Posted on March 25th, 2014
Many of us spend a lot of time in the judgment zone, that mental-emotional space where we make critical judgments about other people. They’re too fat or too thin, too awkward, not smart enough, too tall or too short, too ethnic, not successful enough, say or do the wrong thing, overreaching or under-accomplished. The list of hooks for a critical judgment is endless.
When we stop to take a look at it, this is not usually something we are proud of or happy about, but the judgments roll on in our minds and out of our mouths anyway.
What’s that about?
Judgment of others is actually a reflection of self-judgment going on in us. When we end the habit of judging ourselves, judging others dissolves. It’s that simple.
Self-judgment originates from an extended experience of being judged and shamed by others—parents, teachers, friends or lovers. The result of this judging by people we are close to is that feelings of inadequacy and shame become entangled with the love and acceptance we seek from them. Just as healthy relationships lead to internalizing feelings of worthiness and self-love, being repeatedly judged by others leads to internalizing inadequacy and shame.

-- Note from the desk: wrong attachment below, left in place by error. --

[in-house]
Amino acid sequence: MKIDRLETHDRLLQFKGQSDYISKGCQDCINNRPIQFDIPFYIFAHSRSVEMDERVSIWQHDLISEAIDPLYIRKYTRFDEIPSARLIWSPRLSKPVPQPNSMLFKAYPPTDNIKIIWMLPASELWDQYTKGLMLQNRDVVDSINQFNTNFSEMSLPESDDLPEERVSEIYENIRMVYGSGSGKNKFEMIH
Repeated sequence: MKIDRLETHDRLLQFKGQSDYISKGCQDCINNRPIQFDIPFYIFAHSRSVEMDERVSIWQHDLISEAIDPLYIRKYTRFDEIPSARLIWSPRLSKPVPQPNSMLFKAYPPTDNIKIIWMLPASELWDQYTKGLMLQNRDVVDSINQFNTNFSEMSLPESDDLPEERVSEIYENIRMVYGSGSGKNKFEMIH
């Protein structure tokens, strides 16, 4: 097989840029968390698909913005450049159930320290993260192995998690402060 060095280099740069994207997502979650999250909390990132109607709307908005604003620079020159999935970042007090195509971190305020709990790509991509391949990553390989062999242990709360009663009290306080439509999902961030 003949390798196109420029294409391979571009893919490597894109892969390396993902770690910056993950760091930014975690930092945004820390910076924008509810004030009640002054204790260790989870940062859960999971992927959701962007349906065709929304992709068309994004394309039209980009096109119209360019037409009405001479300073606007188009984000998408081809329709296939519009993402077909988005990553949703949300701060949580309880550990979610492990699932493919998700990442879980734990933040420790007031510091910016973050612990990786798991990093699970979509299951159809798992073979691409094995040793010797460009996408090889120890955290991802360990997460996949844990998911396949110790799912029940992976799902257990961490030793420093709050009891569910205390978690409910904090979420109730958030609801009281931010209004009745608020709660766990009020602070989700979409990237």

Once this dynamic is internalized, we play out both parts, splitting our awareness of ourselves into the judger and the judged. But of course we are still one person, and this splitting does not end our suffering. Every judgment we make about ourselves hurts us further. To avoid experiencing these painful feelings of being judged, we identify instead with the powerful judger. Then, seeking relief from our torment, we displace the target of our judging from ourselves to other people.
There is a way out of this self-perpetuating judging—to stop judging ourselves. What makes this sometimes difficult to do is that judging has been a strong link to important people in our lives. It’s part of our attachment to them. Still, judging only exists because we engage in it. When we stop doing it, it ends and leaves no residue behind.
Instead of being mired in judgment, we can learn to notice ourselves with non-judgmental love, to strengthen this capacity for love in ourselves until it is strong enough to anchor us in the world, free of judgment of ourselves and others.